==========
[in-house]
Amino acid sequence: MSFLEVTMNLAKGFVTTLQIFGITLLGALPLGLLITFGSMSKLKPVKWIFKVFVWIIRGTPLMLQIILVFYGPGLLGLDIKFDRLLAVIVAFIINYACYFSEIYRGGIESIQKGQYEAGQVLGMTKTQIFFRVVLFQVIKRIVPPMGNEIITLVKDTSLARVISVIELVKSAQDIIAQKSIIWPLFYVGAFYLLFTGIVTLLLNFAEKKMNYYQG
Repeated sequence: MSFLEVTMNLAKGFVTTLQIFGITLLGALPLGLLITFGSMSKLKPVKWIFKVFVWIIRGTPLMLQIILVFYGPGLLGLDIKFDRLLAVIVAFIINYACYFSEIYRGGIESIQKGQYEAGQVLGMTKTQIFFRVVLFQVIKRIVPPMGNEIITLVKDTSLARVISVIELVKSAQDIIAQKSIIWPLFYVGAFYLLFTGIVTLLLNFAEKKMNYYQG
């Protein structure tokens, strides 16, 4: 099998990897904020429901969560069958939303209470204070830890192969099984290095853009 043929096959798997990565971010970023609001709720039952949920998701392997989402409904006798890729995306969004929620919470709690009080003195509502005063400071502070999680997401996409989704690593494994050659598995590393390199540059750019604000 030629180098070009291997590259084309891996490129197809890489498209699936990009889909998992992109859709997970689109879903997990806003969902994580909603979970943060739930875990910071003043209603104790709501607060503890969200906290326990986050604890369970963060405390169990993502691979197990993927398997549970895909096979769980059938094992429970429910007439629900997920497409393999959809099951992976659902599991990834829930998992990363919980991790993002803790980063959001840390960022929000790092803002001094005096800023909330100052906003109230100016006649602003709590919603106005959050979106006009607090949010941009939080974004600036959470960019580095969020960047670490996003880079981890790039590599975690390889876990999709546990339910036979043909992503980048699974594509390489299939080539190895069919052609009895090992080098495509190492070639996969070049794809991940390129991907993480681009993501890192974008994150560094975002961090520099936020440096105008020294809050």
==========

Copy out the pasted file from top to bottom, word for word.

[in-house]
Amino acid sequence: MSFLEVTMNLAKGFVTTLQIFGITLLGALPLGLLITFGSMSKLKPVKWIFKVFVWIIRGTPLMLQIILVFYGPGLLGLDIKFDRLLAVIVAFIINYACYFSEIYRGGIESIQKGQYEAGQVLGMTKTQIFFRVVLFQVIKRIVPPMGNEIITLVKDTSLARVISVIELVKSAQDIIAQKSIIWPLFYVGAFYLLFTGIVTLLLNFAEKKMNYYQG
Repeated sequence: MSFLEVTMNLAKGFVTTLQIFGITLLGALPLGLLITFGSMSKLKPVKWIFKVFVWIIRGTPLMLQIILVFYGPGLLGLDIKFDRLLAVIVAFIINYACYFSEIYRGGIESIQKGQYEAGQVLGMTKTQIFFRVVLFQVIKRIVPPMGNEIITLVKDTSLARVISVIELVKSAQDIIAQKSIIWPLFYVGAFYLLFTGIVTLLLNFAEKKMNYYQG
């Protein structure tokens, strides 16, 4: 099998990897904020429901969560069958939303209470204070830890192969099984290095853009 043929096959798997990565971010970023609001709720039952949920998701392997989402409904006798890729995306969004929620919470709690009080003195509502005063400071502070999680997401996409989704690593494994050659598995590393390199540059750019604000 030629180098070009291997590259084309891996490129197809890489498209699936990009889909998992992109859709997970689109879903997990806003969902994580909603979970943060739930875990910071003043209603104790709501607060503890969200906290326990986050604890369970963060405390169990993502691979197990993927398997549970895909096979769980059938094992429970429910007439629900997920497409393999959809099951992976659902599991990834829930998992990363919980991790993002803790980063959001840390960022929000790092803002001094005096800023909330100052906003109230100016006649602003709590919603106005959050979106006009607090949010941009939080974004600036959470960019580095969020960047670490996003880079981890790039590599975690390889876990999709546990339910036979043909992503980048699974594509390489299939080539190895069919052609009895090992080098495509190492070639996969070049794809991940390129991907993480681009993501890192974008994150560094975002961090520099936020440096105008020294809050």